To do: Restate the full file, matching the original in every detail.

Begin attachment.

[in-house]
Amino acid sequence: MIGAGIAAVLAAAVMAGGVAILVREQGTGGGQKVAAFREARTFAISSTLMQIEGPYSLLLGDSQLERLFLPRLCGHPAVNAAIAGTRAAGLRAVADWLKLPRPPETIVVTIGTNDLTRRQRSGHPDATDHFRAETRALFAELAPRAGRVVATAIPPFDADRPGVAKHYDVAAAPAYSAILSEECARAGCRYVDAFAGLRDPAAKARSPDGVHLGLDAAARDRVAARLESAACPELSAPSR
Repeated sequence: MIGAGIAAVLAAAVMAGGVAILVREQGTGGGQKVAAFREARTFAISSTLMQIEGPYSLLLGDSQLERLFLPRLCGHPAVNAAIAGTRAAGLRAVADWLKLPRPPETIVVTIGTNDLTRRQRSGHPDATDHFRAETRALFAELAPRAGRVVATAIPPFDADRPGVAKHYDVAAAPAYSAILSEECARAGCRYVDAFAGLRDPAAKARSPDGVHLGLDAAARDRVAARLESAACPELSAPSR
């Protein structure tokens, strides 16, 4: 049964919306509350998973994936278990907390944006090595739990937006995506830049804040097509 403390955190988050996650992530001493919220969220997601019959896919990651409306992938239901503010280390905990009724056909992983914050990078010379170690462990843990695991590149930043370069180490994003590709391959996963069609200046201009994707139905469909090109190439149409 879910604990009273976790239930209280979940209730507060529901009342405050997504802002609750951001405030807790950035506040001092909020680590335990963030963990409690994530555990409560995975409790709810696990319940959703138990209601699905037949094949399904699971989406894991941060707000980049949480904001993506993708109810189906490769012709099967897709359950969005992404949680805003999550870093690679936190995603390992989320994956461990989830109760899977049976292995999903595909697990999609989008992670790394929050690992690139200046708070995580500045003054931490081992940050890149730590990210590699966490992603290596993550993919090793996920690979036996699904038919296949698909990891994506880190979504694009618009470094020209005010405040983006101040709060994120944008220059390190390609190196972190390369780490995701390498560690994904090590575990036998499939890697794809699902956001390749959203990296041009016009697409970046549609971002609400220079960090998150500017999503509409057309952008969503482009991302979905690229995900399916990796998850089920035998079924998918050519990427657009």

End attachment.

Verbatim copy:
[in-house]
Amino acid sequence: MIGAGIAAVLAAAVMAGGVAILVREQGTGGGQKVAAFREARTFAISSTLMQIEGPYSLLLGDSQLERLFLPRLCGHPAVNAAIAGTRAAGLRAVADWLKLPRPPETIVVTIGTNDLTRRQRSGHPDATDHFRAETRALFAELAPRAGRVVATAIPPFDADRPGVAKHYDVAAAPAYSAILSEECARAGCRYVDAFAGLRDPAAKARSPDGVHLGLDAAARDRVAARLESAACPELSAPSR
Repeated sequence: MIGAGIAAVLAAAVMAGGVAILVREQGTGGGQKVAAFREARTFAISSTLMQIEGPYSLLLGDSQLERLFLPRLCGHPAVNAAIAGTRAAGLRAVADWLKLPRPPETIVVTIGTNDLTRRQRSGHPDATDHFRAETRALFAELAPRAGRVVATAIPPFDADRPGVAKHYDVAAAPAYSAILSEECARAGCRYVDAFAGLRDPAAKARSPDGVHLGLDAAARDRVAARLESAACPELSAPSR
């Protein structure tokens, strides 16, 4: 049964919306509350998973994936278990907390944006090595739990937006995506830049804040097509 403390955190988050996650992530001493919220969220997601019959896919990651409306992938239901503010280390905990009724056909992983914050990078010379170690462990843990695991590149930043370069180490994003590709391959996963069609200046201009994707139905469909090109190439149409 879910604990009273976790239930209280979940209730507060529901009342405050997504802002609750951001405030807790950035506040001092909020680590335990963030963990409690994530555990409560995975409790709810696990319940959703138990209601699905037949094949399904699971989406894991941060707000980049949480904001993506993708109810189906490769012709099967897709359950969005992404949680805003999550870093690679936190995603390992989320994956461990989830109760899977049976292995999903595909697990999609989008992670790394929050690992690139200046708070995580500045003054931490081992940050890149730590990210590699966490992603290596993550993919090793996920690979036996699904038919296949698909990891994506880190979504694009618009470094020209005010405040983006101040709060994120944008220059390190390609190196972190390369780490995701390498560690994904090590575990036998499939890697794809699902956001390749959203990296041009016009697409970046549609971002609400220079960090998150500017999503509409057309952008969503482009991302979905690229995900399916990796998850089920035998079924998918050519990427657009």